Draft Diary: Notre Dame DE Stephon Tuitt tracks path to the NFL (Part II)
Stephon Tuitt, who played defensive end at Notre Dame, is projected to be a first-round pick in the 2014 NFL Draft. Tuitt will take you through the process of training for the NFL Combine, his pro day and the anticipation for draft day. (PART I)
SOUTH BEND, Ind. — I was really excited to get to the NFL Combine until I learned of some unfortunate news.
When I arrived to Indianapolis it was surreal. This was my dream. It was my opportunity to show everyone what I’m about. Just to be around some of the best players in college was a great honor and accomplishment. My weeks of training prepared me for this situation and I was going to capitalize on the opportunity.
Once I received the schedule, it began. It was hectic. Throughout the whole time I was there I literally got seven or eight hours of sleep because my anxiety was so high. Even though not a lot of people get this chance and people had fun with it, I wanted to be on my A-game. I got a chance to see some of my former teammates, which was really cool. I also got to meet with a variety of teams there.
I had at least 10 to 12 meetings with different teams a day. I’m very blessed and I was happy about that. It was very important to me to treat every meeting as a professional. They want to know as much about you in a short-time period. It was hard and they go through the good and the bad about yourself. At the end of the day I would be mentally exhausted, but I just couldn’t sleep. Every time I got done with a meeting I would wonder how I did, but I just always gave them the truth. I was appreciative for the teams’ interest and I told them I was going to surprise them with my workout.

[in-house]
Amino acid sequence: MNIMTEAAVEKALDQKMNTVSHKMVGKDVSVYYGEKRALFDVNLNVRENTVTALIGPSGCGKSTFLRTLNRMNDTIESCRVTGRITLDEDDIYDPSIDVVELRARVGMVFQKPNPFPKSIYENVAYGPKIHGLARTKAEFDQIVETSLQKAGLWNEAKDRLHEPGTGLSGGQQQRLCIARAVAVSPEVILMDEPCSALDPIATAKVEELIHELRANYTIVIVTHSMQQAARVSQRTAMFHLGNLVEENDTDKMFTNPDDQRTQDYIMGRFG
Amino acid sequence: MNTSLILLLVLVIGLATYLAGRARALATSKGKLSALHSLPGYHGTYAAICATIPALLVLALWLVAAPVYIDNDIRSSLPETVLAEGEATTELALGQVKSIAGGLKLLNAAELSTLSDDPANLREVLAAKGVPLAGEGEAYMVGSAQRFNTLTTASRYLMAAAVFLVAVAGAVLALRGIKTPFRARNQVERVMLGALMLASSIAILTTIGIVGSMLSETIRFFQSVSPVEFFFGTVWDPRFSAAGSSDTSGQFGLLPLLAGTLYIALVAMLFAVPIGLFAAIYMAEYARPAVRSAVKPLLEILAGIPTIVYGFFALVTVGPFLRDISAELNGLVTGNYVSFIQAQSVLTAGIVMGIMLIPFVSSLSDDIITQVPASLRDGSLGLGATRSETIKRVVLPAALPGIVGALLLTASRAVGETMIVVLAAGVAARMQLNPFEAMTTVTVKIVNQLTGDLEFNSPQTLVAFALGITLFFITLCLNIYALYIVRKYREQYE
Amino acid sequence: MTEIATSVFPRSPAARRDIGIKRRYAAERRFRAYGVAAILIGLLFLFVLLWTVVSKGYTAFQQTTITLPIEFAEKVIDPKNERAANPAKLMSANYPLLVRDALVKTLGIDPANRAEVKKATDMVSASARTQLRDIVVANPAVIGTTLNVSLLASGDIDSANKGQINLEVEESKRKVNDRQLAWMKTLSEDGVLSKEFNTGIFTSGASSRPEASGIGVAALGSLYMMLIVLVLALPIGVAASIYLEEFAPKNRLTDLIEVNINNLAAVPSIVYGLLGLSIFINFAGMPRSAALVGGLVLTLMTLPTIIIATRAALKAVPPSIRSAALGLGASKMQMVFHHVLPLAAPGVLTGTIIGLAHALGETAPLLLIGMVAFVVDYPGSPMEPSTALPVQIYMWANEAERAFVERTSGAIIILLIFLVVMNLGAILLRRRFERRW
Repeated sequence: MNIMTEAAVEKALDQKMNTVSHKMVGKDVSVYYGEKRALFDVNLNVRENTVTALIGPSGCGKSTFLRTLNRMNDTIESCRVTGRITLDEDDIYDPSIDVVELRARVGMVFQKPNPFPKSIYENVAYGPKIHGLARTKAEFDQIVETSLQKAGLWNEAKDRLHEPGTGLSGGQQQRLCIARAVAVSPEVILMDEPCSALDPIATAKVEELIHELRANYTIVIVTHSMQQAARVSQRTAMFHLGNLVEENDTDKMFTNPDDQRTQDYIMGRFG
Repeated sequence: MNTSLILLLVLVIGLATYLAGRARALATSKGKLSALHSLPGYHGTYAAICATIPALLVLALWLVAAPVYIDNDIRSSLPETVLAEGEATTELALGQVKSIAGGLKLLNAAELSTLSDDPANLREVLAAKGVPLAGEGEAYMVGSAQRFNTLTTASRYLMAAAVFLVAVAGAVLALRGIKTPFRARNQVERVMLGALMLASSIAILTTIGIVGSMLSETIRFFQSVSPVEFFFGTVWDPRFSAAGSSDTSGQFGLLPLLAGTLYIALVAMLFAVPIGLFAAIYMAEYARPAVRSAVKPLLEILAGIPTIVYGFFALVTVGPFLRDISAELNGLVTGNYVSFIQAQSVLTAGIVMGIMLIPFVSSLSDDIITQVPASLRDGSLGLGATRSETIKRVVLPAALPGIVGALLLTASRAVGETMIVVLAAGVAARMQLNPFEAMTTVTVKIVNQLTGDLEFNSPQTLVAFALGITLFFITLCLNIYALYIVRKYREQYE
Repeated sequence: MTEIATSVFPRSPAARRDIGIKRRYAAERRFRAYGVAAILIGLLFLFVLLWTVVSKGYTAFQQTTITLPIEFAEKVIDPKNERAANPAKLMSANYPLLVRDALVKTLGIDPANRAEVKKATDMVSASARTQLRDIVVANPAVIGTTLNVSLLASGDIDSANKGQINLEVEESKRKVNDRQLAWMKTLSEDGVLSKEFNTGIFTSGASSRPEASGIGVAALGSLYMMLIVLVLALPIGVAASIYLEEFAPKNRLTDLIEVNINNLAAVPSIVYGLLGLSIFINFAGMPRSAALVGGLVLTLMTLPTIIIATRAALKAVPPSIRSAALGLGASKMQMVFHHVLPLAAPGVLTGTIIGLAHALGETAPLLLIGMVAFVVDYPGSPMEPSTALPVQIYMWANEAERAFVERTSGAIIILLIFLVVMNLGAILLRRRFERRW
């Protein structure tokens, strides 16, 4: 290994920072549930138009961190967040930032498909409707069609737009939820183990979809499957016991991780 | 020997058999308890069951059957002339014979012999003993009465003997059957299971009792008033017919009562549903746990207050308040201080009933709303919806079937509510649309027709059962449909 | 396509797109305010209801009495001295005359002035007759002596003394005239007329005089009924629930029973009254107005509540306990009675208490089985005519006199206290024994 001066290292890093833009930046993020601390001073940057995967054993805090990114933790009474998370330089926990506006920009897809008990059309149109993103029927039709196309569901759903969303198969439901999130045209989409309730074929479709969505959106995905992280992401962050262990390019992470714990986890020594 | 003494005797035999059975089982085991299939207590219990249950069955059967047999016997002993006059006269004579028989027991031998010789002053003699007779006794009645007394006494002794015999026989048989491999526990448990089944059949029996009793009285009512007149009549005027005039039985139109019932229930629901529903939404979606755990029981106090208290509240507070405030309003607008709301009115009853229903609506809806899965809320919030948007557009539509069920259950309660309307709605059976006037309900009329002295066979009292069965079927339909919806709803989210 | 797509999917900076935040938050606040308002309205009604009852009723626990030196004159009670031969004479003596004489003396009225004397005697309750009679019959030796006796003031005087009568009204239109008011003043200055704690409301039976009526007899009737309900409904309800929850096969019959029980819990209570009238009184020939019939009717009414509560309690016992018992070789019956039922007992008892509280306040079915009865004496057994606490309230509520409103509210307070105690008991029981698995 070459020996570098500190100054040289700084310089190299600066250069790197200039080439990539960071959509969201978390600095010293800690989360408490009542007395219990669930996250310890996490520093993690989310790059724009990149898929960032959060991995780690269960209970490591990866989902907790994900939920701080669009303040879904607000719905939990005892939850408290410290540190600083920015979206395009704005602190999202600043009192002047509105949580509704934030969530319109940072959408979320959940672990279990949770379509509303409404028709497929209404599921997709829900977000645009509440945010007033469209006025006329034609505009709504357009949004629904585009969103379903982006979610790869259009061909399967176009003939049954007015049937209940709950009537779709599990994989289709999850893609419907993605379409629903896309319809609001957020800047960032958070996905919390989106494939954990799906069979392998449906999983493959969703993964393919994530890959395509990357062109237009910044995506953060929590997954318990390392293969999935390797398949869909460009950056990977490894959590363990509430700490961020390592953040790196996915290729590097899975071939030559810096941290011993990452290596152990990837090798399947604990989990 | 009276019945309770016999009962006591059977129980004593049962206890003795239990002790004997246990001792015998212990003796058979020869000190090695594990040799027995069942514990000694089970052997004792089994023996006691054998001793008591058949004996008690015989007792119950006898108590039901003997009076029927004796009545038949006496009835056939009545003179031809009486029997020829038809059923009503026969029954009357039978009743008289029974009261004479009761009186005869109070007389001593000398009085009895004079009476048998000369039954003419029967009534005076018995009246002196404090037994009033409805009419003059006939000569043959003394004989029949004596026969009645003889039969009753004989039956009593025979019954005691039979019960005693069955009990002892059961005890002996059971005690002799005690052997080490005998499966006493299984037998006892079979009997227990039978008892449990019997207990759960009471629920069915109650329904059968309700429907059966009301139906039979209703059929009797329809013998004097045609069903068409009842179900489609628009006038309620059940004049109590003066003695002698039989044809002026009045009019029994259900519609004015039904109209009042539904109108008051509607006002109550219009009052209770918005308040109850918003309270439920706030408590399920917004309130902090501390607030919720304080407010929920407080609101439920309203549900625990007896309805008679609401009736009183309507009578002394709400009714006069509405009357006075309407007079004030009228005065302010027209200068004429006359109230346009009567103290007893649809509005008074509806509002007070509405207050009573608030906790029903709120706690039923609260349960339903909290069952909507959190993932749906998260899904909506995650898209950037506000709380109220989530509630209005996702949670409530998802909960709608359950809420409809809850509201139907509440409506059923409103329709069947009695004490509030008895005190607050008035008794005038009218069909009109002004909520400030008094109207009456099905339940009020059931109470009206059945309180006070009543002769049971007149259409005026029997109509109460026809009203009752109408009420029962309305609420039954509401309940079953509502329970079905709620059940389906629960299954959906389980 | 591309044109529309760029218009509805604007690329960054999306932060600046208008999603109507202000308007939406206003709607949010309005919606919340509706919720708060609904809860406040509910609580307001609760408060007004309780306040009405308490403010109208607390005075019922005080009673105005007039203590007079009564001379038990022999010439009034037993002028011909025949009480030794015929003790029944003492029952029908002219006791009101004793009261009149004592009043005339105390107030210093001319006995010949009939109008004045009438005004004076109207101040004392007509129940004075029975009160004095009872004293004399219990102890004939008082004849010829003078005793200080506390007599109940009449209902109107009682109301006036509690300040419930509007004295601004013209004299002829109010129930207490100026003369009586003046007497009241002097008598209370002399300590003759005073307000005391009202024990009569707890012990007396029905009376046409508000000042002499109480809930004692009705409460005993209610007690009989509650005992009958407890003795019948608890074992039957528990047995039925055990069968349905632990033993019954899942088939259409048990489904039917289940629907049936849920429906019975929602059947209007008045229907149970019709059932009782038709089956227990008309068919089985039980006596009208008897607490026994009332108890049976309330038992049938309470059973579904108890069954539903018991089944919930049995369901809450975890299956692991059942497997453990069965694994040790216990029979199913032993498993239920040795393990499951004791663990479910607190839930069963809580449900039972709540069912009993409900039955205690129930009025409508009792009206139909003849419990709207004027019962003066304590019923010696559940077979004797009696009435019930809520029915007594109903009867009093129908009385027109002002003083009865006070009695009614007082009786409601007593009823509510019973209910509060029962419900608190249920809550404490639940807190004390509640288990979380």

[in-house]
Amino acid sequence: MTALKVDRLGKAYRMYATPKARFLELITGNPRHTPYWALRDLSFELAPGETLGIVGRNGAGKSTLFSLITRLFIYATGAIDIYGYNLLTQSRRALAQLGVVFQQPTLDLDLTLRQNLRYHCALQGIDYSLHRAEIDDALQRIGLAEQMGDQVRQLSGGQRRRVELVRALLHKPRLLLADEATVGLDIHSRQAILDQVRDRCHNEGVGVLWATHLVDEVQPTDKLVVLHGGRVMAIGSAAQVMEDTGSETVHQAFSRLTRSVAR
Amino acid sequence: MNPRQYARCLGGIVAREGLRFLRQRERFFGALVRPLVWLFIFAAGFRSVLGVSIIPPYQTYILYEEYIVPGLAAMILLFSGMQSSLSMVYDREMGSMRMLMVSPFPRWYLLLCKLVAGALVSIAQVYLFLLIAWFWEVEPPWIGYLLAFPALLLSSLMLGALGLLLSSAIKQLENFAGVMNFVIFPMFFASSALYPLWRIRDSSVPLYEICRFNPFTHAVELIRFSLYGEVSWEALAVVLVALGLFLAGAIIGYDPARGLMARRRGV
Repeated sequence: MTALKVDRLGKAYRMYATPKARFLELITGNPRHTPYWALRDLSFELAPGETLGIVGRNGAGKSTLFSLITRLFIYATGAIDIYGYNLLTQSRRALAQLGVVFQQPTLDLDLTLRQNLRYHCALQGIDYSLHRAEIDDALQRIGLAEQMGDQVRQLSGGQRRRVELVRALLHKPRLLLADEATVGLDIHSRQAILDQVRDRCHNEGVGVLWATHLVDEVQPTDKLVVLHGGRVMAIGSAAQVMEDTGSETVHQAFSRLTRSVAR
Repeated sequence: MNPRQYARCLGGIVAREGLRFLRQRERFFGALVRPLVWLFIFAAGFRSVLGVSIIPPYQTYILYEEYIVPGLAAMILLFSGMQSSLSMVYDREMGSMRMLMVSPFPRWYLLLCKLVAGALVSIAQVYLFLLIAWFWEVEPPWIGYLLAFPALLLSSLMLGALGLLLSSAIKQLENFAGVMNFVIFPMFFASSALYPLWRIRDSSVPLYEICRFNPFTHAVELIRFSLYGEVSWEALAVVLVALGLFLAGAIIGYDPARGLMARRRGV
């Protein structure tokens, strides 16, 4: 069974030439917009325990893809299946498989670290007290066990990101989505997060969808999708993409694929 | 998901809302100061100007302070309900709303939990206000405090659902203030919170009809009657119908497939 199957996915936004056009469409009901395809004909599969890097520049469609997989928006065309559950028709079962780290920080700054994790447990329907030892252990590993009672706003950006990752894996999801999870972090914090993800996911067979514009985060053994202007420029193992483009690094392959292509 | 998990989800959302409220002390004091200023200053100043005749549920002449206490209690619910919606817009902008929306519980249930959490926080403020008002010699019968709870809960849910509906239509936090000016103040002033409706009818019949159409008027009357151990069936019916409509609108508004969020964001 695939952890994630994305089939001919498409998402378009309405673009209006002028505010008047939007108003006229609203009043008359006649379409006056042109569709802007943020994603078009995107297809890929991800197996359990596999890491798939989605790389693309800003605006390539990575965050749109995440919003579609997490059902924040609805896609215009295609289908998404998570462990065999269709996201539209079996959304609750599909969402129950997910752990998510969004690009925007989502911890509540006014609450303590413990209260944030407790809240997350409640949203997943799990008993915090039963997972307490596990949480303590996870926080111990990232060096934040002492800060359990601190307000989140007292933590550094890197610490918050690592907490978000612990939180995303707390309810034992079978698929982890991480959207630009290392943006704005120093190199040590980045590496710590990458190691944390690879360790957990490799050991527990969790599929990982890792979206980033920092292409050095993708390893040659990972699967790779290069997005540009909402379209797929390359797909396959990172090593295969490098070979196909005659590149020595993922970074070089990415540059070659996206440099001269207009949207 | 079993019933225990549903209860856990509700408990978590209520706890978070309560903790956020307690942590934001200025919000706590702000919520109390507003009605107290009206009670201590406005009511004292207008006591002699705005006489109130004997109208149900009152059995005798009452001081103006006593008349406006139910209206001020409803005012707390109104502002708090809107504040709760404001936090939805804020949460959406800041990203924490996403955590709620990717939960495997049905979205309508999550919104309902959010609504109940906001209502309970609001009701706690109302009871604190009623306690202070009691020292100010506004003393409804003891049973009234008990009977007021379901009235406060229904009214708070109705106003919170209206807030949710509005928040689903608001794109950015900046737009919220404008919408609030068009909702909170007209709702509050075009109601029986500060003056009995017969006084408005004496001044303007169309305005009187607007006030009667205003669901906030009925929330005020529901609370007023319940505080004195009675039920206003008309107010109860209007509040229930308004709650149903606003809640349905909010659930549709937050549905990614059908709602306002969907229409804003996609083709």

On medical day I felt good. I wanted to get through the examinations and gear up for my workout. I got to the last doctor of the day and he says, “Hey, what’s this on the side of your foot?” I didn’t know. I guess they saw something in the X-rays and they started squeezing it. I told them that I didn’t feel any pain. It felt fine. My left foot felt great. I thought I was all good then I realized multiple teams wanted to do MRI’s on my foot just to see if there was something there or not.
I get to the MRI and I was there for hours, but then I had more meetings to attend. I was full of anxiety, but I just prayed that there wasn’t anything to prevent me from working out. I just needed a chance to perform so I can end all negative talk about me.
I came back the next day and the medical staff calls me down from the hotel. I felt good. I was excited. Then the doctor sat me down and said, “I’m sorry to tell you, but you have a stress fracture in your foot. You can’t perform at the NFL Combine because of liability reasons.”
My heart completely stopped. Just writing about it, it fuels me with fire because I wanted to compete and show my skillset. Knowing that I couldn’t run at the Combine was absolutely devastating and it was one of the hardest things to hear. I then had to meet with more teams, and I needed to make sure I kept a strong frame of mind amongst this adversity.
Everything happens for a reason and I just stayed strong. That’s all I could do. I did the 31 reps on the bench and measured in well. Instead of performing I supported my former teammates and the guys I worked out with.
My agency and I decided to hold a pro day a week later at Lovett High School in Buckhead, Georgia. More than 20 teams showed up and watched me go to work. I gave it everything I had and it felt so good doing it because people told me I couldn’t. Everyone came to watch me. They saw how hard I’ve been working, weighing in at 304.
It meant a lot to me because everybody stayed from the beginning to the end. That showed that they respected me and I showed them my work ethic.
I felt like my pro day was a new beginning and that I proved I’m an elite prospect. Whoever comes and gets me is going to draft someone who works their tail off. Now I’m setting up team meetings for April and recovering from my surgery. I had my operation a little over a week ago. I can already walk and I feel great.
It’s just a waiting game, but I’m confident in my abilities that I’ll get back to 100 percent very soon.